Top 4 Mistakes in Patient-Centered Ambitions
Being patient-centered is all the rage! Every stakeholder in the healthcare ecosystem, from hospitals, to pharma, to digital health innovators, is emphasizing their commitment to being “Patients First”.
But what does it mean to be patient-centered? The definition varies depending on the eye of the beholder. Each stakeholder must be careful to establish a solid understanding of what being patient-centered truly means or risk falling victim to the latest trendy buzzword. Have you gotten caught in the web of these top 4 patient-centered misconceptions?
Misconception #1: “We’re all patients.”
Often a common declaration from the podium or panel, this couldn’t be farther from the truth. The word “patient” is a general, catch-all term. Replace the word “patient” with “person with a diagnosis” and you profoundly change the definition.
There is a distinct difference between the person who visits an urgent care clinic for strep throat vs. the person with advanced cancer who is told that they no longer respond to treatment. There is a clear difference between the person who goes to the emergency room with a broken arm vs. the person who lives with a chronic disease on a daily basis. Both patients? Yes, but explicitly unique in their experiences, preferences, values, and needs. Are you focusing on understanding the person, the human, with the diagnosis?
Misconception 2: “Patients are consumers.”
Patients are interchangeably referred to as consumers, another catch-all term that couldn’t be farther from the truth. Patients do not have the same freedoms as consumers. “But they spend their money on healthcare!” you say. That’s because they are trying to SURVIVE.
· access to information.
· price transparency.
· opportunities to price shop.
· ability to perform transactions remotely, electronically, even through voice command.
· have the option to expedite and customize purchases.
· transactions performed in a neutral to positive state of mind.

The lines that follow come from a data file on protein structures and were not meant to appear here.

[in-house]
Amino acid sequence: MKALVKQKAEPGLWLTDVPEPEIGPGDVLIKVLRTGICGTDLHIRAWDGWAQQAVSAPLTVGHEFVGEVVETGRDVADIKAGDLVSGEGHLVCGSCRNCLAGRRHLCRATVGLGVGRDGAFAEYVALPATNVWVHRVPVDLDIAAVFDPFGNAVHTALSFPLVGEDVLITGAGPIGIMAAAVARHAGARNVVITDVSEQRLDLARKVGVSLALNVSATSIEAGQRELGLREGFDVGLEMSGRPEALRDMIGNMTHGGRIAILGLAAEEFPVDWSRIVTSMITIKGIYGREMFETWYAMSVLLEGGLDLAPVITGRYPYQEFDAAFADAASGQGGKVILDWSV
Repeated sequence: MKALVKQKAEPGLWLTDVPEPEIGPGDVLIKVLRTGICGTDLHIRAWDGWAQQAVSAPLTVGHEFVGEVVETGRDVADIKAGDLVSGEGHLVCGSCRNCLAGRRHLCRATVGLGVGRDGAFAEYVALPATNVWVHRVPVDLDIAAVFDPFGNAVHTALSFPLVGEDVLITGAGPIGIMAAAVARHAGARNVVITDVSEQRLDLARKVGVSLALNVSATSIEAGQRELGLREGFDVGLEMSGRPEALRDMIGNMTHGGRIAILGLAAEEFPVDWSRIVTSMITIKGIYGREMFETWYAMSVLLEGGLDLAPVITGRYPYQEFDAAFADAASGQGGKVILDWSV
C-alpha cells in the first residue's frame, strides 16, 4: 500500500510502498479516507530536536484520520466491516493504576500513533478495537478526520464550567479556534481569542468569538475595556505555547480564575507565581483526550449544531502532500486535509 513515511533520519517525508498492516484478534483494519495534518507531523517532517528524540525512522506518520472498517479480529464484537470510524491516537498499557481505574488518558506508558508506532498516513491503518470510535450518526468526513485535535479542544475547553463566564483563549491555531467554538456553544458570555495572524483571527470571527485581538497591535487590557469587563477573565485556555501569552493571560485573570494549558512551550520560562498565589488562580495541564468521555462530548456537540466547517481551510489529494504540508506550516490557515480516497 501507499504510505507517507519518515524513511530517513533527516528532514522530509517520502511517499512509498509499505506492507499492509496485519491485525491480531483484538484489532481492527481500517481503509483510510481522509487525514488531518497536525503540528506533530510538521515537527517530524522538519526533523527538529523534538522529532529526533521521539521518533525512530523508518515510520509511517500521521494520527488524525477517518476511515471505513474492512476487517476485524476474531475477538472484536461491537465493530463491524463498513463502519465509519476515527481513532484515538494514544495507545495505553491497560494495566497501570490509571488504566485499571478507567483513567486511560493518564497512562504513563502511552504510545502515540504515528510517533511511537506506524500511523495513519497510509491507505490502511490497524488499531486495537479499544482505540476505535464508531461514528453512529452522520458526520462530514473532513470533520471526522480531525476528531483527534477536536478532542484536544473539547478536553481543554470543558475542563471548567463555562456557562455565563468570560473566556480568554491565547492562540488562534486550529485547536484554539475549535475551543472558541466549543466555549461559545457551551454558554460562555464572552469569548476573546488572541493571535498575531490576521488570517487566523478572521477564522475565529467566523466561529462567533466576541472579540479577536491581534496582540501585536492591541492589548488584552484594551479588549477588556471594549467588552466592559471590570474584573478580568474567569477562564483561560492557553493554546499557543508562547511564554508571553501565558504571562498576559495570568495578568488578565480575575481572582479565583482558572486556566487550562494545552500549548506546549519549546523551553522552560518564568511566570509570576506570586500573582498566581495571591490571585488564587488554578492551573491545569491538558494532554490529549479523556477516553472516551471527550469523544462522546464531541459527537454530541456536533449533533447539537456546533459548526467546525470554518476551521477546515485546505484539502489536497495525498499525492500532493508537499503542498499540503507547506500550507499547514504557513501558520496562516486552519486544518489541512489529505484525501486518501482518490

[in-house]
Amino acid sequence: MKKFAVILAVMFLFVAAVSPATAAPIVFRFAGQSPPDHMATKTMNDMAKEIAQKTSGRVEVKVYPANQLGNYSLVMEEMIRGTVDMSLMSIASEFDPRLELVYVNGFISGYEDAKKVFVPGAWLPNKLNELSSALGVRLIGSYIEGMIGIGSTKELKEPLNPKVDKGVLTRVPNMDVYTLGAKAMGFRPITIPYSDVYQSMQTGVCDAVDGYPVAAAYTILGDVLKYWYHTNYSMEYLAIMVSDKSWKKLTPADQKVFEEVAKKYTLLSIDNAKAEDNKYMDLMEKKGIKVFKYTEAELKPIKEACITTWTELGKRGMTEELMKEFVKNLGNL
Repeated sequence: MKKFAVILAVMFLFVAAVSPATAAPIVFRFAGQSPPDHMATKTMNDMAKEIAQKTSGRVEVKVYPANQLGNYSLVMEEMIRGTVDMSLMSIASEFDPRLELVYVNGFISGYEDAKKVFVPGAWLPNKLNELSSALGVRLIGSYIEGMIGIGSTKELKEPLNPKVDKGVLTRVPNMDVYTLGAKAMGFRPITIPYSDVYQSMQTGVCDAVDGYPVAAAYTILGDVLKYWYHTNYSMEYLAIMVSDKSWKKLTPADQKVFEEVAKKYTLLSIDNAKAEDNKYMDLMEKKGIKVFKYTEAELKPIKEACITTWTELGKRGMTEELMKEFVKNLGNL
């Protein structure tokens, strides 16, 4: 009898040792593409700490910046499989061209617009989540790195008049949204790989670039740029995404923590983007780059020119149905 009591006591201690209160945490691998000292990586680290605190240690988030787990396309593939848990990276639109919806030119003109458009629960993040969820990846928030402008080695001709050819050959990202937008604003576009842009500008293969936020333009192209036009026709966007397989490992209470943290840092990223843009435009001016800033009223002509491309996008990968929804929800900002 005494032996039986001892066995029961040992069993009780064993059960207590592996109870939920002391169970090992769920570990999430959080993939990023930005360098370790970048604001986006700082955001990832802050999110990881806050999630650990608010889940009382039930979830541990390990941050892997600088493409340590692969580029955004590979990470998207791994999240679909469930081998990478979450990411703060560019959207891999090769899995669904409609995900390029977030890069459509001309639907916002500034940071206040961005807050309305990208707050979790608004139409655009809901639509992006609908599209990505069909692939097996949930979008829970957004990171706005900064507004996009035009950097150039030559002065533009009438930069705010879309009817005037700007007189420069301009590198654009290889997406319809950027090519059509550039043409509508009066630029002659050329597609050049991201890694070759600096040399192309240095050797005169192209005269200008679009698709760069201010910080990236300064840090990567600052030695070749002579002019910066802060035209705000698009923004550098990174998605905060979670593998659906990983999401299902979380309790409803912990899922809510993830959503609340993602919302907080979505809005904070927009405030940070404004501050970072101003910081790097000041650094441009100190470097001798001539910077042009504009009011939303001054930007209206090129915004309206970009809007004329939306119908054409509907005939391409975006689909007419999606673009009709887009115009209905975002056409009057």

· access to price reductions and sales. When’s the last time you saw a sale in healthcare? Have you seen a blowout black Friday sale advertising buy one MRI, get one 50% off? Insurance plans 30% off today? NEVER.
· the ability to return/exchange items and services they are not satisfied with. Anyone ever get a refund for a biopsy that yielded inconclusive results? How about charges incurred due to a misdiagnosis? How about a refund for that medication that you aren’t responding to? NOPE.
Patients are incorrectly labeled as consumers. Individual’s interactions with the healthcare system are better defined as survival. How does this change your perspective?
Misconception #3: “We have patient-centered initiatives, metrics, practices”.
Being patient-centered is not a strategy. It isn’t a marketing tactic or a line item on a budget. It isn’t a metric on a patient satisfaction survey. As pharma, innovators, and healthcare organizations commit to being patient-centered, it is critical to recognize that this isn’t an ideology to implement just because “everybody else is doing it’, to look “aligned”, or to prevent being a “late adopter”.
Being truly patient-centered requires a cultural transformation. It requires a commitment to human-centered care. It requires striving towards meaningful relationships both within organizations and through the delivery of patient care. It starts with leadership. It starts with the C-suite. It starts with you. It starts with me. It is not uni-directional effort or scope. It is rooted in compassion. It recognizes empathy as an essential executive leadership skill. It’s being able to embrace suffering and tackle it head on in all of our work. It means a commitment to a purpose.
One purpose that is often missed is the need to bring people with a diagnosis back to their pre-diagnosis life, or as close as possible to it. What is your purpose in healthcare right now?
Misconception #4: “Disruption will bring patient-centricity.”
There are so many within the healthcare ecosystem looking to “disrupt”. Perhaps we’ve already missed the mark? Disruption is often motivated by competition, the desire to be first in class, recognition, fame, and financial rewards. Disruption does not necessarily lead to universally accessible and implementable improvement. Disruption often drives advancement of a single company’s product or platform, not necessarily the advancement of patient care as a whole.
Whether intentionally or not, disruption often leads to exclusivity and additional barriers.
Healthcare needs enhancement. To enhance, we must augment what exists. Enhancement beckons for collaboration. Collaborative efforts require sharing the spotlight, in times of advancement and failure. Commitment to enhancement requires accepting that not every advancement will yield the most lucrative of financial returns. Collaboration requires humility rather than fame or legacy. Do not mistake collaboration for weakness. Collaboration is powerful and fosters connectivity. Collaboration always leads to progress of a greater magnitude in comparison to a single-entity.
Patient-centricity is not the key. A consistent commitment to compassionate, collaborative purpose to enhance lives is a start. How committed, aligned, and on-board are you with that?
Grace Cordovano, PhD is a private cancer patient advocate and patient experience enhancer. Follow her on Twitter @GraceCordovano